Fashion retailer Wet Seal Inc. agreed to pay $7.5 million to settle a racial discrimination lawsuit filed by a Pennsylvania resident who claimed the retailer discriminated against African-American employees because they did not fit the company's brand image.
Nicole Cogdell, of Chester, Pa., was the lead plaintiff in a class-action suit filed last summer in federal court. Joining Cogdell in the lawsuit were Kai Hawkins and Myriam Saint-Hilaire, also of Pennsylvania.
At least $5.58 million of the damages will go to current and former African-American managers. The settlement was announced Thursday by Wet Seal and the NAACP.
The lawsuit alleged former Wet Seal executives denied equal pay and promotion opportunities or terminated African-American store managers nationwide.
Cogdell, a community liaison to Chester Mayor John Linder, issued a statement through the NACCP Legal Defense and Educational Fund.
"Being targeted for termination from a job I loved because of my race was a nightmare,' Cogdell said in the statement. "It was important for me to be a force for change, but I could not have done it without the support of other employees who spoke out against discrimination. Wet Seal has now committed to strong, fair policies because we took a stand. I hope these changes will create opportunities for all deserving employees, regardless of their race.'
In December, the U.S. Equal Employment Opportunity Commission issued a determination that former Wet Seal executives racially discriminated against Cogdell, who formerly worked at the chain's King of Prussia, Pa., location. The EEOC report said Wet Seal corporate managers openly stated they wanted employees who had "the Armani look, were white, had blue eyes, thin and blond in order to be profitable.'
Cogdell resigned from Wet Seal in 2009 after Barbara Bachman, the company's former senior vice president of operations, visited Cogdell's store in King of Prussia.
The EEOC corroborated Cogdell's claim that Bachman was more concerned with the racial makeup of the staff than its performance during her visit, citing an email Bachman sent after visiting stores in the Maryland and Philadelphia markets. The email said, "Store teams — need diversity African-Americans dominate — huge issue.'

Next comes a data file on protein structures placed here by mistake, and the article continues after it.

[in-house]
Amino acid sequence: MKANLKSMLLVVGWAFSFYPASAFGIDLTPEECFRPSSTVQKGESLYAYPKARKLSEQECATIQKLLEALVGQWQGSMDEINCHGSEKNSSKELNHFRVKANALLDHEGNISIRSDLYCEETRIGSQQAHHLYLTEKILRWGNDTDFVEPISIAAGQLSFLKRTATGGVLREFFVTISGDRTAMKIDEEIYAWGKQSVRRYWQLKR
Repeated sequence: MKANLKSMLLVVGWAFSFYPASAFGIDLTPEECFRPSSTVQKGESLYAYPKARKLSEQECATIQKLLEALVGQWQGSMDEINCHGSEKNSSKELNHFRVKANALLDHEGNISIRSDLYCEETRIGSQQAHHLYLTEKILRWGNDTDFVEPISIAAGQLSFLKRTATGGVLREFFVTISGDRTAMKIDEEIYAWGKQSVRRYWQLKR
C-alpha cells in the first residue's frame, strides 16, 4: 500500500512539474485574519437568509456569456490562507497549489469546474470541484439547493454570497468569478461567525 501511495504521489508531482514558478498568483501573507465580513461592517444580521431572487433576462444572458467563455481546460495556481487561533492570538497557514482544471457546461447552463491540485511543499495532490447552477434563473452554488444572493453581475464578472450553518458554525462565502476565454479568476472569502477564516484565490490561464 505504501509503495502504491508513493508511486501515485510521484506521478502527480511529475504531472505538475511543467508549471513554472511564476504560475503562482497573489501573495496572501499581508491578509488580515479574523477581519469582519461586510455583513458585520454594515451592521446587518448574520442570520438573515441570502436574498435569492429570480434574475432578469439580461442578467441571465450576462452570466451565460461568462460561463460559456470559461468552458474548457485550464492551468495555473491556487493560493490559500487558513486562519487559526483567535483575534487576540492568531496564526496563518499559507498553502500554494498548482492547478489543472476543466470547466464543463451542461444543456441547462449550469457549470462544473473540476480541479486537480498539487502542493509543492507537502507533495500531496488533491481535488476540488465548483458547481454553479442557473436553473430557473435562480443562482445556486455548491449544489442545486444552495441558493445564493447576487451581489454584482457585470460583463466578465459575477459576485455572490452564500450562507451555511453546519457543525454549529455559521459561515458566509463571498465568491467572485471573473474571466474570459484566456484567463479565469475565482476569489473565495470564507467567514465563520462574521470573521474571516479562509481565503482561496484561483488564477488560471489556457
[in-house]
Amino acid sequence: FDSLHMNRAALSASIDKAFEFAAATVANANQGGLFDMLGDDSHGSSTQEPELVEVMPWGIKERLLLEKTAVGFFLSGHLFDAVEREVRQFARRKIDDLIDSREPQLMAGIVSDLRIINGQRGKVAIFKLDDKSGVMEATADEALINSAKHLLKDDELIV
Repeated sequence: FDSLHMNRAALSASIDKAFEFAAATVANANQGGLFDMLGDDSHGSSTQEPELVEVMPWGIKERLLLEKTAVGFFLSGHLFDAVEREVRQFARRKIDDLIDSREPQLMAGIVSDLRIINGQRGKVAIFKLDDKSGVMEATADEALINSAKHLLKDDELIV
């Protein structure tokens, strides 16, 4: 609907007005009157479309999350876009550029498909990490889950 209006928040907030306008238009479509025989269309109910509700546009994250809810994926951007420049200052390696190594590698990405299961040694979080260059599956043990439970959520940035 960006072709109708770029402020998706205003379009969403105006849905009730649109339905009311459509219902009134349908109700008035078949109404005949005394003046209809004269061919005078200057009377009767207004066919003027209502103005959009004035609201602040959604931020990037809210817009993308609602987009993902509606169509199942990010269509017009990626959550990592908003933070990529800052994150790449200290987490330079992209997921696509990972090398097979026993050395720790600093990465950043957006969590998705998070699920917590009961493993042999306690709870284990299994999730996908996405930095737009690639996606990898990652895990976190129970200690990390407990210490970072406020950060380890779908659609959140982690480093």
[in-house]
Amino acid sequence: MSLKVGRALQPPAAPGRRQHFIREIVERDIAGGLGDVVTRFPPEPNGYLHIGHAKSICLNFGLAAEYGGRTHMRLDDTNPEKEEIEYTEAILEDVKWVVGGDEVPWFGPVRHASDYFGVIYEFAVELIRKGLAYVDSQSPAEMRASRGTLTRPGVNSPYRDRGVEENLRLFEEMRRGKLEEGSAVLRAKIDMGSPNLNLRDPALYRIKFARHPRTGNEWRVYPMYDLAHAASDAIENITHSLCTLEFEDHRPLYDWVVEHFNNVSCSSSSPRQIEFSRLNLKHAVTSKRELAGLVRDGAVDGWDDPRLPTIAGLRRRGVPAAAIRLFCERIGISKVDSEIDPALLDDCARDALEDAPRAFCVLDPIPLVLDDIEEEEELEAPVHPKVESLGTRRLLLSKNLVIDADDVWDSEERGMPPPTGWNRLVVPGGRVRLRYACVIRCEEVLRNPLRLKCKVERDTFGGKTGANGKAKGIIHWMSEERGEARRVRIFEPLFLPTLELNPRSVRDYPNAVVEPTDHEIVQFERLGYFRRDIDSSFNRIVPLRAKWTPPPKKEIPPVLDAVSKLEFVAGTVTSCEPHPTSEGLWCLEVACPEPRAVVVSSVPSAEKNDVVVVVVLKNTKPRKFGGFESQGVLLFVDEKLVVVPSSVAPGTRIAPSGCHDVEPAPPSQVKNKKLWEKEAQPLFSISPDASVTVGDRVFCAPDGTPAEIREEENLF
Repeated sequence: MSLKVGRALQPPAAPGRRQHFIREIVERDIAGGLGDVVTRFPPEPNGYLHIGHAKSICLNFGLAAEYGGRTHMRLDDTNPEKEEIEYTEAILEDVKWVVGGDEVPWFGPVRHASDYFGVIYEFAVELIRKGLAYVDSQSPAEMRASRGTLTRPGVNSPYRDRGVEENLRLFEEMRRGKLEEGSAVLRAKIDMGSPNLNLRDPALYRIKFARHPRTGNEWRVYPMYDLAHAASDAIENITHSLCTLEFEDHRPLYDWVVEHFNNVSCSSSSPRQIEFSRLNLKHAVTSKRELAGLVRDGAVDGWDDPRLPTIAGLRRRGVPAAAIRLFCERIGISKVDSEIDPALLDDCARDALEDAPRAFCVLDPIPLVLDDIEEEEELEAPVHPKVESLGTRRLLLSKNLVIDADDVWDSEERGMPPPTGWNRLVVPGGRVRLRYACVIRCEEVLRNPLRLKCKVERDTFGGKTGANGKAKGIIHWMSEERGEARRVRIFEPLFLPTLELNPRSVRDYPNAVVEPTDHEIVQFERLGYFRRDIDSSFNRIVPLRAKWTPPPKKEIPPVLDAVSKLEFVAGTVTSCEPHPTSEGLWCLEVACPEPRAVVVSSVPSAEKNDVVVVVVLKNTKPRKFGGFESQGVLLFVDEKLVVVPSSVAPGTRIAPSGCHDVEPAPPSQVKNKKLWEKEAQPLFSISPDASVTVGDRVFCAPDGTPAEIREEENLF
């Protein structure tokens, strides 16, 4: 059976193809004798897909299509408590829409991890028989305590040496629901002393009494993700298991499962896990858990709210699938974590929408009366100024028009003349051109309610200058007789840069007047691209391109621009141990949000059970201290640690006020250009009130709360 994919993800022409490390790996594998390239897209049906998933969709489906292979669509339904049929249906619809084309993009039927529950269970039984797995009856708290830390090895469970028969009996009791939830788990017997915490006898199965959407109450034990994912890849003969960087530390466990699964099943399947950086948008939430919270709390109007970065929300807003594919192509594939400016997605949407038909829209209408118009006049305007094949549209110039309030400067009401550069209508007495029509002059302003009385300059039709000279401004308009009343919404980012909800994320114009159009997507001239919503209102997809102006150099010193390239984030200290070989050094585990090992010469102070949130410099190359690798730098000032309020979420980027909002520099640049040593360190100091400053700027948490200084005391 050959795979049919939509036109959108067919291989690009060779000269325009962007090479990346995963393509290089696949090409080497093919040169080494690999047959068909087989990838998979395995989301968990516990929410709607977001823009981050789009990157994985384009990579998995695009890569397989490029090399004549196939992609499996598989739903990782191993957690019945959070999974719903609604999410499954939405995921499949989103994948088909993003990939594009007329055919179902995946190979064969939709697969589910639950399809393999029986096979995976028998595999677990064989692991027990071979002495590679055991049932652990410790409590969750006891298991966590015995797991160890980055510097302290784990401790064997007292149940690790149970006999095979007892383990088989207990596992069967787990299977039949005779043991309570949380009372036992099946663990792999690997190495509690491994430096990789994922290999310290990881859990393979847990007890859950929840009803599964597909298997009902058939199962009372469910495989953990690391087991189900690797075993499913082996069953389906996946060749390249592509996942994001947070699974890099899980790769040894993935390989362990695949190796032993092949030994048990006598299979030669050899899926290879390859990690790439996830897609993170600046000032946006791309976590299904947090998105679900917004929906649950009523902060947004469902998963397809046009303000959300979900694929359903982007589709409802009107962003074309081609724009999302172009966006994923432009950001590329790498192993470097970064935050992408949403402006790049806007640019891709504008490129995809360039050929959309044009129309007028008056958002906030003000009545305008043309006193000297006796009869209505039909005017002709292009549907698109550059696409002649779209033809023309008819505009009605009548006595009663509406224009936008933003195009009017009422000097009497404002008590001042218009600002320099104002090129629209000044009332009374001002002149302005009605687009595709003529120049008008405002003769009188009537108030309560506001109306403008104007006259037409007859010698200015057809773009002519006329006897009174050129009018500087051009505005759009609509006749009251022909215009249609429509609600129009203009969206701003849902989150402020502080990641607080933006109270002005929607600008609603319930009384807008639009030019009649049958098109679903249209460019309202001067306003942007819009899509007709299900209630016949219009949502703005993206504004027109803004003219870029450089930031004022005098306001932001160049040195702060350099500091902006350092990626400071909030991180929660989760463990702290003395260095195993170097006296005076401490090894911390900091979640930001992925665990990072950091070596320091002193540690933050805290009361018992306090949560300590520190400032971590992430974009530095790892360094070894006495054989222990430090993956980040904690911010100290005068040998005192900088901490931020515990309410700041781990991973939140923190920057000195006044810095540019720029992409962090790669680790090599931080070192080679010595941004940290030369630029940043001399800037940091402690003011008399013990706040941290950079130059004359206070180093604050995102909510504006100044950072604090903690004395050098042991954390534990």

Regarding the King of Prussia store managed by Cogdell, Bachman wrote, "Store manager is not right for this store — she has been in this store for a month!'
Bachman said during a deposition that she wrote the memo "to stress the importance of having diversity at all stores,' but the commission's report said "Bachman never expressed diversity concerns in stores with a predominantly white sales force.'
Cogdell claimed in the lawsuit that she initially was dismissed after complaining to human resources about Bachman's email and then transferred to the company's Springfield, Pa., location when she filed a complaint with the EEOC. When she left the King of Prussia location, the store ranked eighth in revenue among the company's 500-plus locations.
Within the last year, Wet Seal has replaced its board and hired John D. Goodman as its chief executive officer. The company, headquartered in Foothill Ranch, Calif., operates 464 Wet Seal stores and 62 Arden B stores in 47 states and Puerto Rico.
Wet Seal released a statement calling the settlement a "no-fault resolution' in which the company's new leadership approached the plaintiffs to collaborate in "redefining the company and positioning it for success.'
"We appreciate the insights we have gained from plaintiffs' counsel and the EEOC for our best-practices initiatives,' Goodman said in the statement. "We are pleased to put this matter behind us as we continue to be committed to nondiscriminatory employment practices that create a welcome environment for people of all backgrounds.'
The settlement agreement outlines a series of initiatives designed to ensure diversity, including the maintenance of a Diversity and Inclusion Council. The settlement still must be approved in federal court.
The plaintiffs were represented by the NACCP Legal Defense and Educational Fund; Lewis, Feinberg, Lee, Renaker and Jackson, a law firm based in Oakland, Calif., and Gallagher, Schoenfeld, Surkin, Chupein and DeMis, a firm based in Media, Pa.
Cogdell first worked for Wet Seal from September 2002 to January 2003 at the Granite Run Mall in Media, Pa., before resigning for "family reasons.' She was rehired in November 2008 and worked at the Springfield Mall store until being transferred to King of Prussia on Jan. 2, 2009.
Hawkins worked as a manager at locations at The Gallery Mall in Philadelphia and the Cherry Hill Mall in New Jersey. Saint-Hilaire was an assistant manager at the King of Prussia store.